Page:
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Anti-smart meter group not deterred by commission’s decision
The B.C. Utilities Commission’s dismissal of a complaint by an anti-smart meter group trying to put a stop to BC Hydro’s installation of the meters will only serve to move the complaint to the next level, the group says.
Citizens for Safe Technology executive director Una St. Clair said it is just the beginning, not the end, of her group’s war against the wireless meters Hydro is intent on rolling out in B.C.
“We have expected this to go to appeal,” she said Monday. “This is no surprise to us. We’re trying to get it into the B.C. Court of Appeal, where we feel it has more chance to be reviewed properly.”
St. Clair said that in a context in which both the Union of B.C. Municipalities and 34 individual municipalities have called for a moratorium and/or an opt-out choice for those who oppose smart-meter deployment, the BCUC decision calls into question the commission’s effectiveness as both a protector of the public and an independent voice respecting democratic process.
“Those municipalities represent some two million people,” St. Clair said. “There are around 4½ million in B.C. That’s almost half of the population saying the meter deployment should be reviewed.”
CST applied to the commission in late December seeking a “freeze” on the installation of wireless electricity consumption meters. Lawyer David Aaron argued that while the province’s Clean Energy Act exempts the installation from commission approval, the legislation doesn’t cover the “wireless and snooping component of the smart meter program.”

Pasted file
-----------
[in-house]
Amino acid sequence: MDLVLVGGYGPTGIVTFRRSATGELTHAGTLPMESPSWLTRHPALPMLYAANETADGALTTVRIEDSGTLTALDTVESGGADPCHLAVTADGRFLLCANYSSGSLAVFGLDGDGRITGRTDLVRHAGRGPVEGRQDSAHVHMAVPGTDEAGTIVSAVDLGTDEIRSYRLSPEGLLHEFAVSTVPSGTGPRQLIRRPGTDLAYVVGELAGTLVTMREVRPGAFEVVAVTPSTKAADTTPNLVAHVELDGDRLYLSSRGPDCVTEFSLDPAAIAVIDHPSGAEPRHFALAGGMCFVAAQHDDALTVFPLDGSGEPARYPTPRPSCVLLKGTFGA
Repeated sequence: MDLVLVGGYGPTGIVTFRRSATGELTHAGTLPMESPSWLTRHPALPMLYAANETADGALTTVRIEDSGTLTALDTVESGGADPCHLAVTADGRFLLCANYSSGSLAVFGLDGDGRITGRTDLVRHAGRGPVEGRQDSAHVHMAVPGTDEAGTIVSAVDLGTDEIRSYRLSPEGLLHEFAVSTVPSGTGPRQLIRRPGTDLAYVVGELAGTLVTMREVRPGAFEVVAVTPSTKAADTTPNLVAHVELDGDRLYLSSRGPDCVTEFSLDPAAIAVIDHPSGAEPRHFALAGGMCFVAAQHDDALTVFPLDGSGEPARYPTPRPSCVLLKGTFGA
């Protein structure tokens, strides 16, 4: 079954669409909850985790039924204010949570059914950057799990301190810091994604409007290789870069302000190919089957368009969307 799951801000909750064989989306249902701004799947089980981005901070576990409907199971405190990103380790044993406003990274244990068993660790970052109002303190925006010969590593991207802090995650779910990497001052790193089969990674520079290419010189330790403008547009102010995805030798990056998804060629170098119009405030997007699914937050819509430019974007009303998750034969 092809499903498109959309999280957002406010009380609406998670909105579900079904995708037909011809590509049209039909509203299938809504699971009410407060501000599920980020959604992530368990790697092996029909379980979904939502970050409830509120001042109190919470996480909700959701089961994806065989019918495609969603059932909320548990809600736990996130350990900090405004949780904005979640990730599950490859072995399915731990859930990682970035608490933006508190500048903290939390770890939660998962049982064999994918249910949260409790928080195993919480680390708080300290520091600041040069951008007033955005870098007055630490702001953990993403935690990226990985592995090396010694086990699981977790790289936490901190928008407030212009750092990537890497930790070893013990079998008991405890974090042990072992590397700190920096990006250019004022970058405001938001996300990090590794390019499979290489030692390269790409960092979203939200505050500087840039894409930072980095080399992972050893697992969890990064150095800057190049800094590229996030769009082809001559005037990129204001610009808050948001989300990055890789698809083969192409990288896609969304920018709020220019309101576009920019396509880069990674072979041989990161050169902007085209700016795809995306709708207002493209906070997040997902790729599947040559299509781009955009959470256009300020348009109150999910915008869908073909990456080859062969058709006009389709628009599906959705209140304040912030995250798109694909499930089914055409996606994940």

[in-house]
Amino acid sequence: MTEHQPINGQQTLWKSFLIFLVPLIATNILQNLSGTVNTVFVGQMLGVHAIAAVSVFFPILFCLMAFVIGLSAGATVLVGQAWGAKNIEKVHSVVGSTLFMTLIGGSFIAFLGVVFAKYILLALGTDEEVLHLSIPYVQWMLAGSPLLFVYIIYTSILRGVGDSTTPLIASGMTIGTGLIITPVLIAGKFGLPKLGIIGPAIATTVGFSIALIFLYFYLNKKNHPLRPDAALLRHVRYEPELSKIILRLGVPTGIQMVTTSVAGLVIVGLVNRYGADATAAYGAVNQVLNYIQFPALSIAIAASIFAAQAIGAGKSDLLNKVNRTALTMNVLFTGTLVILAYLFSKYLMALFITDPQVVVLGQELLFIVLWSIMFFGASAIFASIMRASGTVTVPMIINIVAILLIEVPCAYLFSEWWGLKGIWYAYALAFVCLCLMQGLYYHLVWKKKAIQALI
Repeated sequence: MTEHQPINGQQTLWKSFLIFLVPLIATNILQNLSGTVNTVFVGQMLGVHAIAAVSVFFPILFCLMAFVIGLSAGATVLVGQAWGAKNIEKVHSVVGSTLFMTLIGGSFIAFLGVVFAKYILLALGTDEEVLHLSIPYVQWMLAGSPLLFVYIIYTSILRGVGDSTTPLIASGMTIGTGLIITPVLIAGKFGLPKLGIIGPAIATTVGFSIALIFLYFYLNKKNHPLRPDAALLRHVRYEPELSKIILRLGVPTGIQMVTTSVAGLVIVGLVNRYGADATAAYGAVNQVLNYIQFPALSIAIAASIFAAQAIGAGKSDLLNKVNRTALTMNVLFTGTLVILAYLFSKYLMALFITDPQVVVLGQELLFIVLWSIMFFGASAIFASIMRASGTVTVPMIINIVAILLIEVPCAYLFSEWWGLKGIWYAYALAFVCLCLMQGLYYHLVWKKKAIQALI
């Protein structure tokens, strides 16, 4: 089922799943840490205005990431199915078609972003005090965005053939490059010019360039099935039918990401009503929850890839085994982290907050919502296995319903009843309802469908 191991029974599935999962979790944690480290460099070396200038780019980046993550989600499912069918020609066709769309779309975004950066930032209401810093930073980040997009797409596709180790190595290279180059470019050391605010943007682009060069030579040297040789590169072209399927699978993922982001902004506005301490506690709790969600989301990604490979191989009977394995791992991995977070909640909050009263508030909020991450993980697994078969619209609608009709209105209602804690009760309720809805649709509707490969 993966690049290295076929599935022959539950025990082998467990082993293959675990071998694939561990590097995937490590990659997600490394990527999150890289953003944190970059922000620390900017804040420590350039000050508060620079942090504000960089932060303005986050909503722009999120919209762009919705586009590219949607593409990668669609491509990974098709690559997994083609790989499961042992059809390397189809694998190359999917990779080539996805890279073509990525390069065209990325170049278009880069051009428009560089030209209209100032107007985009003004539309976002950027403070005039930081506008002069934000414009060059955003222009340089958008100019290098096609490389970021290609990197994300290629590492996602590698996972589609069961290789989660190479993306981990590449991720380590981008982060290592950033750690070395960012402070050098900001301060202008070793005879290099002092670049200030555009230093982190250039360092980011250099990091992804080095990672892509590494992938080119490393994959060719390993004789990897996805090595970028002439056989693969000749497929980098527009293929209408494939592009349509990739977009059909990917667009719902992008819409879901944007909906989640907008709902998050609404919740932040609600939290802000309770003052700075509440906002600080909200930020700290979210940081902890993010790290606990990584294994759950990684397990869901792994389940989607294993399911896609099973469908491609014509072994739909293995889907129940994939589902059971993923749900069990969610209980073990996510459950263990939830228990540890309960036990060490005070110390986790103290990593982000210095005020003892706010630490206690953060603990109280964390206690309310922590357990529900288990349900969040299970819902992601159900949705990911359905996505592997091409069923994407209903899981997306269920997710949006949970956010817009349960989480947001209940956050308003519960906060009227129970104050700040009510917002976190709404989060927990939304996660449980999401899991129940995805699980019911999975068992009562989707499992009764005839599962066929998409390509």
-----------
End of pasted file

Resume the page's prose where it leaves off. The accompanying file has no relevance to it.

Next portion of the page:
The commission found the term “snooping” referred to a radio chip in each meter that would only be activated if the customer wishes to install an in-home feedback device to show electricity consumption readings from the meter on a small wall display.
The commission also noted that the provincial legislation did not prescribe any particular kind of meter, but left the technical details to BC Hydro engineers.
But St. Clair tore into the commission’s decision.
“It’s looking like our independent review panel is spouting B.C. Hydro mush,” she said.
- with files from Tom Fletcher